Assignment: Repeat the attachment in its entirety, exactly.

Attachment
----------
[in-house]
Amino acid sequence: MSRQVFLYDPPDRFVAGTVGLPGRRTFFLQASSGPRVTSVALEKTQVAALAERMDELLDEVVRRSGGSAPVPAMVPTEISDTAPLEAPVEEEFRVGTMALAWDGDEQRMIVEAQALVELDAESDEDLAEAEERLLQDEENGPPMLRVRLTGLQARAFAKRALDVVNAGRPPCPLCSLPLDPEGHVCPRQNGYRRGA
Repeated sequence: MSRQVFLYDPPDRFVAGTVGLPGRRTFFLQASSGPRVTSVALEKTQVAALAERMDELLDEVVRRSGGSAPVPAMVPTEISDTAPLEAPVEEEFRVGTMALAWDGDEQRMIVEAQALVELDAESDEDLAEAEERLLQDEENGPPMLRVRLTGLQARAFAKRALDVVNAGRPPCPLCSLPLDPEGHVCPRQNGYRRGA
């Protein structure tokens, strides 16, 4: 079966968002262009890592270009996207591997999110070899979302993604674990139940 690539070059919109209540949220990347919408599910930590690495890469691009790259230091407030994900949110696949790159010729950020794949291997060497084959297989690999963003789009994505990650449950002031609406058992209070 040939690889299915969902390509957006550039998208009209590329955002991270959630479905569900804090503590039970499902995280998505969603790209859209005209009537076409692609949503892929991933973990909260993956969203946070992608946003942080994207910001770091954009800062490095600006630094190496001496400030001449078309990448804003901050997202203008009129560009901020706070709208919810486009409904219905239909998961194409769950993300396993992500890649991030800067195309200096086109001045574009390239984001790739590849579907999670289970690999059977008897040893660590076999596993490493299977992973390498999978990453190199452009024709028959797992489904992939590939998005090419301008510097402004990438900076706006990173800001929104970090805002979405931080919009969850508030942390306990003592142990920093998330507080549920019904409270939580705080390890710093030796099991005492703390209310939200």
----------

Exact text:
[in-house]
Amino acid sequence: MSRQVFLYDPPDRFVAGTVGLPGRRTFFLQASSGPRVTSVALEKTQVAALAERMDELLDEVVRRSGGSAPVPAMVPTEISDTAPLEAPVEEEFRVGTMALAWDGDEQRMIVEAQALVELDAESDEDLAEAEERLLQDEENGPPMLRVRLTGLQARAFAKRALDVVNAGRPPCPLCSLPLDPEGHVCPRQNGYRRGA
Repeated sequence: MSRQVFLYDPPDRFVAGTVGLPGRRTFFLQASSGPRVTSVALEKTQVAALAERMDELLDEVVRRSGGSAPVPAMVPTEISDTAPLEAPVEEEFRVGTMALAWDGDEQRMIVEAQALVELDAESDEDLAEAEERLLQDEENGPPMLRVRLTGLQARAFAKRALDVVNAGRPPCPLCSLPLDPEGHVCPRQNGYRRGA
């Protein structure tokens, strides 16, 4: 079966968002262009890592270009996207591997999110070899979302993604674990139940 690539070059919109209540949220990347919408599910930590690495890469691009790259230091407030994900949110696949790159010729950020794949291997060497084959297989690999963003789009994505990650449950002031609406058992209070 040939690889299915969902390509957006550039998208009209590329955002991270959630479905569900804090503590039970499902995280998505969603790209859209005209009537076409692609949503892929991933973990909260993956969203946070992608946003942080994207910001770091954009800062490095600006630094190496001496400030001449078309990448804003901050997202203008009129560009901020706070709208919810486009409904219905239909998961194409769950993300396993992500890649991030800067195309200096086109001045574009390239984001790739590849579907999670289970690999059977008897040893660590076999596993490493299977992973390498999978990453190199452009024709028959797992489904992939590939998005090419301008510097402004990438900076706006990173800001929104970090805002979405931080919009969850508030942390306990003592142990920093998330507080549920019904409270939580705080390890710093030796099991005492703390209310939200």